I’m detailing these issues to describe my own reservations about open immigration policy in general and about amnesty in particular. On the whole, I’m inclined, for reasons given in the first paragraph, to cautiously favor some version of amnesty as the best among bad options, but this would take us in a perilous direction.

Monday, November 28, 2011

On the "Cutting Edge" of Academic Decline

The late Philip Rieff once quipped that our modern universities are re-educating students who haven't yet been educated. My own university, Tulane, is about to take another step toward becoming a re-education camp with nice gym facilities.  A proposed "academic" program in Social Entrepreneurship and Social Innovation, strongly encouraged by the university administration, will probably be approved in the near future. It will offer a minor that will teach students how to become "changemakers." That doesn't mean they'll become experts in swapping dollars for Euros or Yuan at favorable rates. It aims to train them as activist cadres.  The proposal for the minor in SISE is explicit about its ideological goals. In a document consisting largely of buzzwords, shibboleth, and clichés, the organizers of this program describe the SISE "toolkit" as teaching intellectual, normative, and imaginative "ways of thinking and knowing." It identifies the "normative" portion as "social justice and ecological sustainability."
Contemporary academics do often think alike.  My discipline, sociology, may well be more intellectually conformist than most. But in most mainstream fields of study, the absence of free thought is at least de facto, rather than de jure. Now, we will have a program designed and openly intended to indoctrinate the students.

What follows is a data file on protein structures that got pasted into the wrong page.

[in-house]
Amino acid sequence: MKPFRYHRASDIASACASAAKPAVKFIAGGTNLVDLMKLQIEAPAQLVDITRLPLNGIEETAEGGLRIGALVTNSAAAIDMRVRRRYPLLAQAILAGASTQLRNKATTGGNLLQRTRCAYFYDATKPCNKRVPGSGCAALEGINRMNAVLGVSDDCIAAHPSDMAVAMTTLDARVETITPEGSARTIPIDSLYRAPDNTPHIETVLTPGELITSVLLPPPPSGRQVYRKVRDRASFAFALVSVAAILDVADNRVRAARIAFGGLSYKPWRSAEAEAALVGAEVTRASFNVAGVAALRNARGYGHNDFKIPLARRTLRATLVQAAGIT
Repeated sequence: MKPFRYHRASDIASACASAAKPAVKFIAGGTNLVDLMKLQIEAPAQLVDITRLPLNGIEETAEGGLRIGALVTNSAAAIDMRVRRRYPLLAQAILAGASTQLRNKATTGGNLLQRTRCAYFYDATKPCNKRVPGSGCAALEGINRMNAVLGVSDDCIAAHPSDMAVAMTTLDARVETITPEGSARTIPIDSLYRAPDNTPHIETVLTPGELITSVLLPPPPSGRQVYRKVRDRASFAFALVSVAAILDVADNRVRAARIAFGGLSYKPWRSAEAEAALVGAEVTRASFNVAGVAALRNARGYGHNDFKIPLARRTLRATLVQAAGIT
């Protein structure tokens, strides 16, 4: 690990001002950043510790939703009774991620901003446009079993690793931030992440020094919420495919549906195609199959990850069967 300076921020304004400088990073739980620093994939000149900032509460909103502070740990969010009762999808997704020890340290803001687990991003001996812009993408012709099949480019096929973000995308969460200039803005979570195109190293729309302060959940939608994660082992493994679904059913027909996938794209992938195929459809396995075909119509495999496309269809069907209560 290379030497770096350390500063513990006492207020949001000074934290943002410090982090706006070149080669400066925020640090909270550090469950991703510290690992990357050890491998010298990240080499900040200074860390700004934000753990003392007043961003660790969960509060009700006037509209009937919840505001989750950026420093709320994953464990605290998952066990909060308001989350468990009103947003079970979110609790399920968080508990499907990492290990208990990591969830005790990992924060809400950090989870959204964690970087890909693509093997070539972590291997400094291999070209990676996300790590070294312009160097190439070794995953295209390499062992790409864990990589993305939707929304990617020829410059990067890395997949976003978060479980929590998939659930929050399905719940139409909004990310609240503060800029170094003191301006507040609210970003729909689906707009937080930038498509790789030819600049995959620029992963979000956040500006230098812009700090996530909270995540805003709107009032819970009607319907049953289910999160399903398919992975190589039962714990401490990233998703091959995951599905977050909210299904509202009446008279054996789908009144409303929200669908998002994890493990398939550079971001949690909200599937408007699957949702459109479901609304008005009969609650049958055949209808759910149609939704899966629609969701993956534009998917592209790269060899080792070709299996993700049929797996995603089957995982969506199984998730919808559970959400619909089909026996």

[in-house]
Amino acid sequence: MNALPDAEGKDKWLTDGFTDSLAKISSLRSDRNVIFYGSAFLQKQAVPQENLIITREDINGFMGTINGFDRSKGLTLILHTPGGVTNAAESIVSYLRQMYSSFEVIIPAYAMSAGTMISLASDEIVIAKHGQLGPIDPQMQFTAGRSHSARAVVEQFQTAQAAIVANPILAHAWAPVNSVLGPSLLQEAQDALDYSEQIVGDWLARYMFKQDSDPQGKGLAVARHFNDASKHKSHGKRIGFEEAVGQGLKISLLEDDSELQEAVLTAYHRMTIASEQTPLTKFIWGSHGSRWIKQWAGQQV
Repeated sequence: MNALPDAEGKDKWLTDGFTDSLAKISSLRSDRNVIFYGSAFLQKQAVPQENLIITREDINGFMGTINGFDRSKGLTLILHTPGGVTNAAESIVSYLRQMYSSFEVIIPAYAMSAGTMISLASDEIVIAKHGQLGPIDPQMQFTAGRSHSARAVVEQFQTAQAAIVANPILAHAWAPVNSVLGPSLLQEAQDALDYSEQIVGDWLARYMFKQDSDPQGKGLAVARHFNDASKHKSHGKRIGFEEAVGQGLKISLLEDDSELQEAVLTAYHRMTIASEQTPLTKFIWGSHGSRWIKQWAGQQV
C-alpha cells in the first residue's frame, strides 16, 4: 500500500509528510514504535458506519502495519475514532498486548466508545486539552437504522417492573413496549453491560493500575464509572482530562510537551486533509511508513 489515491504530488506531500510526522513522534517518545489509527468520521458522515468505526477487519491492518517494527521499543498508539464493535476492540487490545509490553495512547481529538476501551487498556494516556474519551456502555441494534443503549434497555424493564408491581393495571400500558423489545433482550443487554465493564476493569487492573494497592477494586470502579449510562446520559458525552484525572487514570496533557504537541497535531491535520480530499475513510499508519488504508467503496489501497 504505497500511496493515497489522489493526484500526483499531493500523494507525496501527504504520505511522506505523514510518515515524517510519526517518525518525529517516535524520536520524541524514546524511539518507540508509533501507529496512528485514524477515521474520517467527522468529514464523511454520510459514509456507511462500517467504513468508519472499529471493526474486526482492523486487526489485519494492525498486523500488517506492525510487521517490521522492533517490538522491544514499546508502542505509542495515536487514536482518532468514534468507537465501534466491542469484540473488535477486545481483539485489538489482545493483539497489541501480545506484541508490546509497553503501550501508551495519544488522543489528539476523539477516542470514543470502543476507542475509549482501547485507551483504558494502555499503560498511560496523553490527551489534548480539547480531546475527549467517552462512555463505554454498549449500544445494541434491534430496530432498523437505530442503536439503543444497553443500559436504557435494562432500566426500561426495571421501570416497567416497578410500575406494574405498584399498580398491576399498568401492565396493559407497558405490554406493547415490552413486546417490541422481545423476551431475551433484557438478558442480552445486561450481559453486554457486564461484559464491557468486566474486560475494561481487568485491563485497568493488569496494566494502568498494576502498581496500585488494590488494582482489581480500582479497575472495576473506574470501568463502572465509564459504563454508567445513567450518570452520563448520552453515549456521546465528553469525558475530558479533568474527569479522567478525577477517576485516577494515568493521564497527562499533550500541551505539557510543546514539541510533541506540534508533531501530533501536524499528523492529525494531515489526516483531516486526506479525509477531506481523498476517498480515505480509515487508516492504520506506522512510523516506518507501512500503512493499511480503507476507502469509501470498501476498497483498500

Sunday, November 27, 2011

Teach for America and The New Orleans Educational Experiment

Today’s (12/27/2011) New Orleans Times Picayune includes a front-page article on John White, recently appointed superintendant of the city’s Recovery School District (RSD) and a prospective head of the State Department of Education, and Kira Orange-Jones, head of the New Orleans Teach for America office and newly elected representative to the Board of Elementary and Secondary Education (BESE). Both are alumni of the Teach for America program, which is prominent in the New Orleans school reform effort.  The newspaper asks whether New Orleans and its state are entering the “era of Teach For America.”